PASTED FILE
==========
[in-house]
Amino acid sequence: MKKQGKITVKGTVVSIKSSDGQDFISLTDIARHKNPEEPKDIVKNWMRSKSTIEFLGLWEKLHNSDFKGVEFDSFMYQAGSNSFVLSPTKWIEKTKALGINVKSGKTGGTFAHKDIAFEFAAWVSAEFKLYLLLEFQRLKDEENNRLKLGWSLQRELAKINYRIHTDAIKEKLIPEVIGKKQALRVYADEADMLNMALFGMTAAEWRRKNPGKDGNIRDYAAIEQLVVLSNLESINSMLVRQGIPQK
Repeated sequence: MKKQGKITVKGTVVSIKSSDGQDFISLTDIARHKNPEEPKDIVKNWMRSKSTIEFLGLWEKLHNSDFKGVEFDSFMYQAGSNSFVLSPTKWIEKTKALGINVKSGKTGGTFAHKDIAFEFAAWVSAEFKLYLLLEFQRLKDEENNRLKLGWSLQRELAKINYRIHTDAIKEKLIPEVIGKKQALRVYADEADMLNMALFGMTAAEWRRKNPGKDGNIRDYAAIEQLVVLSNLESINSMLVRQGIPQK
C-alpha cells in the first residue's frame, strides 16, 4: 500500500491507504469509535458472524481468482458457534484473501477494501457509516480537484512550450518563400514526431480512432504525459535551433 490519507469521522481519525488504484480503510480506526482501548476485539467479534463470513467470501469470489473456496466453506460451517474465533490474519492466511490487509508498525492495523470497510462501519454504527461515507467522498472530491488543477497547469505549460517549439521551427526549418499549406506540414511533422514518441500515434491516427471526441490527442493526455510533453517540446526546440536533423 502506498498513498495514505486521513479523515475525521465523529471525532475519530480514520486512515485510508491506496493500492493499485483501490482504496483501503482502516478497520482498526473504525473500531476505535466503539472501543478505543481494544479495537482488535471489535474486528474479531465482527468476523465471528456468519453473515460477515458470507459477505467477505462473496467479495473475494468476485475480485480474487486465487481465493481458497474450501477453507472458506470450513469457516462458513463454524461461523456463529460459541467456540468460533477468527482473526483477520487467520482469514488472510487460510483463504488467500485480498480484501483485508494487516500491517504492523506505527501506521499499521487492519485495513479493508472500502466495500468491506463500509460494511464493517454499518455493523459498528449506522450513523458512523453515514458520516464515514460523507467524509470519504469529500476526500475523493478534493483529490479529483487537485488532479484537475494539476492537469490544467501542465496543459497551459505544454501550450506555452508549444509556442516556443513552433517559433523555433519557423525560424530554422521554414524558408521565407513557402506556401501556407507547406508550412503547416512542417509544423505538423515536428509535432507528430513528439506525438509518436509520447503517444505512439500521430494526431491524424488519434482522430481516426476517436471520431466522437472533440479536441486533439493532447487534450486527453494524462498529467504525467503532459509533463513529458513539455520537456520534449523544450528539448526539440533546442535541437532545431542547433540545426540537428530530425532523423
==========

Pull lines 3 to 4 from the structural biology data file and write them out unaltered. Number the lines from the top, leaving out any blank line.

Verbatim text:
Repeated sequence: MKKQGKITVKGTVVSIKSSDGQDFISLTDIARHKNPEEPKDIVKNWMRSKSTIEFLGLWEKLHNSDFKGVEFDSFMYQAGSNSFVLSPTKWIEKTKALGINVKSGKTGGTFAHKDIAFEFAAWVSAEFKLYLLLEFQRLKDEENNRLKLGWSLQRELAKINYRIHTDAIKEKLIPEVIGKKQALRVYADEADMLNMALFGMTAAEWRRKNPGKDGNIRDYAAIEQLVVLSNLESINSMLVRQGIPQK
C-alpha cells in the first residue's frame, strides 16, 4: 500500500491507504469509535458472524481468482458457534484473501477494501457509516480537484512550450518563400514526431480512432504525459535551433 490519507469521522481519525488504484480503510480506526482501548476485539467479534463470513467470501469470489473456496466453506460451517474465533490474519492466511490487509508498525492495523470497510462501519454504527461515507467522498472530491488543477497547469505549460517549439521551427526549418499549406506540414511533422514518441500515434491516427471526441490527442493526455510533453517540446526546440536533423 502506498498513498495514505486521513479523515475525521465523529471525532475519530480514520486512515485510508491506496493500492493499485483501490482504496483501503482502516478497520482498526473504525473500531476505535466503539472501543478505543481494544479495537482488535471489535474486528474479531465482527468476523465471528456468519453473515460477515458470507459477505467477505462473496467479495473475494468476485475480485480474487486465487481465493481458497474450501477453507472458506470450513469457516462458513463454524461461523456463529460459541467456540468460533477468527482473526483477520487467520482469514488472510487460510483463504488467500485480498480484501483485508494487516500491517504492523506505527501506521499499521487492519485495513479493508472500502466495500468491506463500509460494511464493517454499518455493523459498528449506522450513523458512523453515514458520516464515514460523507467524509470519504469529500476526500475523493478534493483529490479529483487537485488532479484537475494539476492537469490544467501542465496543459497551459505544454501550450506555452508549444509556442516556443513552433517559433523555433519557423525560424530554422521554414524558408521565407513557402506556401501556407507547406508550412503547416512542417509544423505538423515536428509535432507528430513528439506525438509518436509520447503517444505512439500521430494526431491524424488519434482522430481516426476517436471520431466522437472533440479536441486533439493532447487534450486527453494524462498529467504525467503532459509533463513529458513539455520537456520534449523544450528539448526539440533546442535541437532545431542547433540545426540537428530530425532523423